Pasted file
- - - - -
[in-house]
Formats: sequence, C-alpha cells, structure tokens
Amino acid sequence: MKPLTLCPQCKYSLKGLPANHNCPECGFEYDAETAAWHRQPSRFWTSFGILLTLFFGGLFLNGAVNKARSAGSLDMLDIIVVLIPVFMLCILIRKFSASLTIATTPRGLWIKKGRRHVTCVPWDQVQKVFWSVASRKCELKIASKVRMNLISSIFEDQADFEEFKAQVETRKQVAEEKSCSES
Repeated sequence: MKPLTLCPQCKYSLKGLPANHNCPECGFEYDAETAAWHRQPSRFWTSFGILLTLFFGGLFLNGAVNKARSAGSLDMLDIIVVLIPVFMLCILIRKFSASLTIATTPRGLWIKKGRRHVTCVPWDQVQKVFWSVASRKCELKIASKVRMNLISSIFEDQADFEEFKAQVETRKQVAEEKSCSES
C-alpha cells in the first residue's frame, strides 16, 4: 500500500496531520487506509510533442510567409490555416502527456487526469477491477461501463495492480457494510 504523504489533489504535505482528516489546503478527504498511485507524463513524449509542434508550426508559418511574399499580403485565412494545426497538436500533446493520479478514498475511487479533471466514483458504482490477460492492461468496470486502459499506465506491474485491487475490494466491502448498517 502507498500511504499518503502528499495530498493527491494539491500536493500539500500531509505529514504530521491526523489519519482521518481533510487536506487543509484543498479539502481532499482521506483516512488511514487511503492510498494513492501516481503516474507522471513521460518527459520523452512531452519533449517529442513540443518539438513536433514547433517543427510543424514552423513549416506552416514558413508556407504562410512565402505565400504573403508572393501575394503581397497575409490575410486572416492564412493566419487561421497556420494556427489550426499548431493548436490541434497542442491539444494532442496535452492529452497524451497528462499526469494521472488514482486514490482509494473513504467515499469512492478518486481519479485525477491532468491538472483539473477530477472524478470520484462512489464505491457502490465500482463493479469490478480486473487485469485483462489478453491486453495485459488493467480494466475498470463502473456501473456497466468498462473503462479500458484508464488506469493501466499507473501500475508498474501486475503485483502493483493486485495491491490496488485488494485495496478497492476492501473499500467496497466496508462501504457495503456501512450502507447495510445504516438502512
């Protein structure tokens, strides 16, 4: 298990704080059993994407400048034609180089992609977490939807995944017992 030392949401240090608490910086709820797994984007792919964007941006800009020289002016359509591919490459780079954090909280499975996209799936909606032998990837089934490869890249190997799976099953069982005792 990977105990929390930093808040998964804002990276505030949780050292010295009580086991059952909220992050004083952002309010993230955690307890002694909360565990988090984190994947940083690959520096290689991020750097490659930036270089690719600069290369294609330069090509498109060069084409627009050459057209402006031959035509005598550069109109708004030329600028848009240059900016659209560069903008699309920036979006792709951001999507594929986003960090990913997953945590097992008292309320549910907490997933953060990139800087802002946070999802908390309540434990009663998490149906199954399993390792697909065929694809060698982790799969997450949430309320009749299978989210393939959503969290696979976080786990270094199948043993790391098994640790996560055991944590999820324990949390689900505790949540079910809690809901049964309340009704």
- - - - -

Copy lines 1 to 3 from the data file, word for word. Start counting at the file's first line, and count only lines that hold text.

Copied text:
[in-house]
Formats: sequence, C-alpha cells, structure tokens
Amino acid sequence: MKPLTLCPQCKYSLKGLPANHNCPECGFEYDAETAAWHRQPSRFWTSFGILLTLFFGGLFLNGAVNKARSAGSLDMLDIIVVLIPVFMLCILIRKFSASLTIATTPRGLWIKKGRRHVTCVPWDQVQKVFWSVASRKCELKIASKVRMNLISSIFEDQADFEEFKAQVETRKQVAEEKSCSES